Microbiology Culture Specimens: Types, Collection, Transport

Table of Contents

Microbiology Culture Specimens

Microbiology Culture Specimens for culture should be obtained prior to the administration of antimicrobial agents.

  • If obtaining pre-antimicrobial specimens is not possible, inform the laboratory about the therapeutic agent(s) used. This information should be considered before issuing the laboratory report.
  • Collect material from the appropriate site with a high likelihood of isolating suspected organisms.
  • In cases where patient participation is required for sample collection (e.g., sputum or urine), ensure proper and clear instructions are given.
  • Adequate specimen quantity must be collected to allow comprehensive examination.
  • Place specimens in sterile containers to maintain their integrity.
  • Some specimens are directly collected in culture media; in such cases, contact the laboratory for specific instructions.
  • Accurate labelling of specimens is essential, including patient’s name, test type, collection date, and site.
  • Record relevant clinical information on the request form.
  • Note any special procedures required due to unique conditions, circumstances, or situations on the request form.
  • Collect specimens during regular working hours, unless in emergencies, to ensure the availability of qualified microbiologists for supervision.
  • The selection of appropriate specimens for isolating viral, chlamydial, or rickettsial agents depends on the nature of the illness.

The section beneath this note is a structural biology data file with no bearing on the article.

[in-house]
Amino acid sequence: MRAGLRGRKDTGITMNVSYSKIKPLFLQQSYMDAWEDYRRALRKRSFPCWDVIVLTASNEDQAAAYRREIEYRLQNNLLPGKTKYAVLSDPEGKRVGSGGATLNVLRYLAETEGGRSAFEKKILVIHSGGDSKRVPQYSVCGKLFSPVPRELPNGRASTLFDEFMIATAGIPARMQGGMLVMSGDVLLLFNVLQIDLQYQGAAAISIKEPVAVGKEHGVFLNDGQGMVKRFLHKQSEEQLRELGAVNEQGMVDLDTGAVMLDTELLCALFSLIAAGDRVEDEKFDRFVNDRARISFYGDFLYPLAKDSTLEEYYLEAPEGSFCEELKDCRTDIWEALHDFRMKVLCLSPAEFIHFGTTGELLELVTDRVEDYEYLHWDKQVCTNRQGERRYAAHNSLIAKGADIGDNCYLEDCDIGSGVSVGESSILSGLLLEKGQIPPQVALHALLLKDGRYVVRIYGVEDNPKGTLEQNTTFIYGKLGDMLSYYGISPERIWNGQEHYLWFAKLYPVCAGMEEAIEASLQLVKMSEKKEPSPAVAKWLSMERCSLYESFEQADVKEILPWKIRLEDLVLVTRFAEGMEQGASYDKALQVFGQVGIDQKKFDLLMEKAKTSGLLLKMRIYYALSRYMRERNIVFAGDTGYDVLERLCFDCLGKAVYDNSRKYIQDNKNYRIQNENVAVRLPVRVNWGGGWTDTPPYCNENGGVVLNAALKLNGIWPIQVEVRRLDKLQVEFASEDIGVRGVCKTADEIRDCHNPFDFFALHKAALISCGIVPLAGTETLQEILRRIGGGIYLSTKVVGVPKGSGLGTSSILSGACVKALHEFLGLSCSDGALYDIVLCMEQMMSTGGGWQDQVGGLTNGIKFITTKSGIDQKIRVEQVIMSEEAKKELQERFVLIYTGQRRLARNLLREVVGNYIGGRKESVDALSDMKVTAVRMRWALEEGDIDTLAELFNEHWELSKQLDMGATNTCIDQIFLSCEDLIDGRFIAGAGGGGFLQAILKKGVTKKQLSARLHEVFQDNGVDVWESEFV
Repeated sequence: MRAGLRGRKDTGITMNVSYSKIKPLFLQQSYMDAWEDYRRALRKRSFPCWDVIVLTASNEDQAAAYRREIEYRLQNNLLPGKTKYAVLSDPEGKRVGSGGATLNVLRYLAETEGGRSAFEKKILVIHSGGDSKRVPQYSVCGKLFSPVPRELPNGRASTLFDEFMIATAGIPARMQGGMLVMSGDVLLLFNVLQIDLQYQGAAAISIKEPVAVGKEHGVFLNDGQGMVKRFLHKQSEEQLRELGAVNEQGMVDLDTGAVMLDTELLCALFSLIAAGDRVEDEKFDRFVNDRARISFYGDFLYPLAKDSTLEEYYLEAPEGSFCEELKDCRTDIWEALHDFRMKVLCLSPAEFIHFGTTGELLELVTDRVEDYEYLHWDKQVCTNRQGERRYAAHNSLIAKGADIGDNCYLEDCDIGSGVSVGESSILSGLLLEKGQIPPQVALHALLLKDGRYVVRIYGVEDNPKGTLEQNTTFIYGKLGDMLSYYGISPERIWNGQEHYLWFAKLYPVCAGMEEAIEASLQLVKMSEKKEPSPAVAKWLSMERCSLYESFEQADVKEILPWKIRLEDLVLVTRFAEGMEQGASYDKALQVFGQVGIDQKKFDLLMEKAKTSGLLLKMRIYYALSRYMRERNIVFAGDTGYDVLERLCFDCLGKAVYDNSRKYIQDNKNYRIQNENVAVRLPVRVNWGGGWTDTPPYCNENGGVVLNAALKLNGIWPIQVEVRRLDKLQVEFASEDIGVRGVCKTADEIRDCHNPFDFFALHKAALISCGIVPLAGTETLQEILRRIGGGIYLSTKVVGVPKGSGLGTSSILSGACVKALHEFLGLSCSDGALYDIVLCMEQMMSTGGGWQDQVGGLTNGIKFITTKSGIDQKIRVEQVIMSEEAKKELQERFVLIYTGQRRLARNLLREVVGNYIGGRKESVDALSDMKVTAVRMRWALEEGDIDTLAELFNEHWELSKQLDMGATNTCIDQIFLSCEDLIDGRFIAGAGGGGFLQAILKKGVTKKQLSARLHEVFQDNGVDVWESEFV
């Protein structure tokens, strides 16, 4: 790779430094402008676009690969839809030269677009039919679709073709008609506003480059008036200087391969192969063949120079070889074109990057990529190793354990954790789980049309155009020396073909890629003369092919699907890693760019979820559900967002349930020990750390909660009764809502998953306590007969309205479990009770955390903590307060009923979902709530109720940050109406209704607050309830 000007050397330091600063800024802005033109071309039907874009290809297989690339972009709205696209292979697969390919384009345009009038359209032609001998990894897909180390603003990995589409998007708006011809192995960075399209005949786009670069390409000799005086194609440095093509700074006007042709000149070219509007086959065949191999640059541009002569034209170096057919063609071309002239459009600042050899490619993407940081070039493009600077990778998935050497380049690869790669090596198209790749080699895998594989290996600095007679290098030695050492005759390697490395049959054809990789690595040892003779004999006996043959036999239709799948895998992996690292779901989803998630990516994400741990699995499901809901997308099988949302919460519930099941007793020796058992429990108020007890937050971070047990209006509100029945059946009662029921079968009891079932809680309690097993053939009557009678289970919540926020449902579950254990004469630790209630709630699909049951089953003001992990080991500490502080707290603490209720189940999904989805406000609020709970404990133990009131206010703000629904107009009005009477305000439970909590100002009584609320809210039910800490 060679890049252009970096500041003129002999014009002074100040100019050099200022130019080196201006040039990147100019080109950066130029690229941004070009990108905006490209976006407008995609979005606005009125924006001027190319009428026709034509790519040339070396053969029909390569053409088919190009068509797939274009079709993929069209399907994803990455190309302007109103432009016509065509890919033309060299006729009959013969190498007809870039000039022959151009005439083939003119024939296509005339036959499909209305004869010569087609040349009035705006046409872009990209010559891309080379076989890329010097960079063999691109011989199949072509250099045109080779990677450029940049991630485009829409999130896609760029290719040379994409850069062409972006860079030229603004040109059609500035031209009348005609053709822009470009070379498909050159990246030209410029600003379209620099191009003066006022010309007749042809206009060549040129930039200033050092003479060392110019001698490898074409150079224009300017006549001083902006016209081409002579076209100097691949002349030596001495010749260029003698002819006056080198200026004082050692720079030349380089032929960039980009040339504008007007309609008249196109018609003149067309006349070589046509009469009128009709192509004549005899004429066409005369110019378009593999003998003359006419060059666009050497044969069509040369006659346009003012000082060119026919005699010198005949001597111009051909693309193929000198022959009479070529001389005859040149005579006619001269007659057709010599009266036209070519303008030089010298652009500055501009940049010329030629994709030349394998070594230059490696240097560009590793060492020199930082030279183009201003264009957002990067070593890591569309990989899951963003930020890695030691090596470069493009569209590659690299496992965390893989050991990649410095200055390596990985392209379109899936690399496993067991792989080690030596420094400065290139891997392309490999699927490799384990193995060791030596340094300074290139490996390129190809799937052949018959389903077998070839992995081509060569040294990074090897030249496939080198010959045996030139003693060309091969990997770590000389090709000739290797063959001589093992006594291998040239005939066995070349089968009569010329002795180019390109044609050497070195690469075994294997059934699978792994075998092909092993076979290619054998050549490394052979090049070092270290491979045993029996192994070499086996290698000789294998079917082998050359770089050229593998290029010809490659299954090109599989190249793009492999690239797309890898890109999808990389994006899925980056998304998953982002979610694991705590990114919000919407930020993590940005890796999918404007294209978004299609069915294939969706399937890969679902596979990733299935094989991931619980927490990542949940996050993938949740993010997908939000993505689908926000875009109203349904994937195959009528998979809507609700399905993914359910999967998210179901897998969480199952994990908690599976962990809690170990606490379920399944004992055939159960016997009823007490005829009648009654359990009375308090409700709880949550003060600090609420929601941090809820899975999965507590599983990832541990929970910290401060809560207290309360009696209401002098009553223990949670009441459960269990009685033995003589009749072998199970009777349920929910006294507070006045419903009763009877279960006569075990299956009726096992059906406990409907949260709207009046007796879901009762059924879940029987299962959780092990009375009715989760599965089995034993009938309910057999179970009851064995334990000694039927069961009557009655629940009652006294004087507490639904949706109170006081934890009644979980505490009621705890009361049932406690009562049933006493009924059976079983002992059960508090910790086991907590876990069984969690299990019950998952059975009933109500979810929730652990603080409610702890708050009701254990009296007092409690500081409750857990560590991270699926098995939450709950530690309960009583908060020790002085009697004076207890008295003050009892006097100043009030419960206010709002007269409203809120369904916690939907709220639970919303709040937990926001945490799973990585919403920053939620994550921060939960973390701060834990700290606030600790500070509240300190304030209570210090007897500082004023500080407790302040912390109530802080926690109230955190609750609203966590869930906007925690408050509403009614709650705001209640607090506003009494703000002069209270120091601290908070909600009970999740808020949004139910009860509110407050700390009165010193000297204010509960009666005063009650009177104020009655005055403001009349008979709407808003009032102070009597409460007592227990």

• Obtain materials as early as possible during the acute phase of the disease, as these agents tend to diminish quickly after symptom onset.
  • When collecting vesicle fluid, use a syringe or capillary pipette and dilute it immediately with an equal volume of skimmed milk or tissue culture medium.
  • Freeze and store all viral culture specimens at -70°C until the culture initiation.


  1. Take throat swab cultures under direct vision with proper lighting.
  2. Choose areas with exudation, membrane formation, inflammation, or, if not visible, tonsillar crypts.
  3. Nasopharyngeal swabs are best taken by the treating physician or surgeon.
  4. For recovering viral agents, collect washings after gargling with nutrient broth.

NASAL SPECIMEN For Mycobacterium leprae

  1. For obtaining a nasal specimen for M. leprae, follow these steps: Nasal Swab
  2. Seat the patient with their head tilted backward facing the light.
  3. Gently insert and rotate the swab in one nasal cavity against the upper part of the nasal septum.
  4. Create 2-3 evenly spread smears.
  5. Air-dry the slides, wrap them, and send to the laboratory.

Nasal Washings & Nasal Blow

  1. Seat the patient. Place a few drops of sterile saline in their nose.
  2. After 3 minutes, instruct the patient to blow their nose forcefully on plastic or cellophane sheet. (Give this sheet to the patient for use at home the following morning, immediately upon waking and before washing, to bring directly to the laboratory).
  3. Transfer mucus from the washing to a slide using a clean wooden stick to make a thin smear.
  4. Air-dry the slide and send it to the testing area.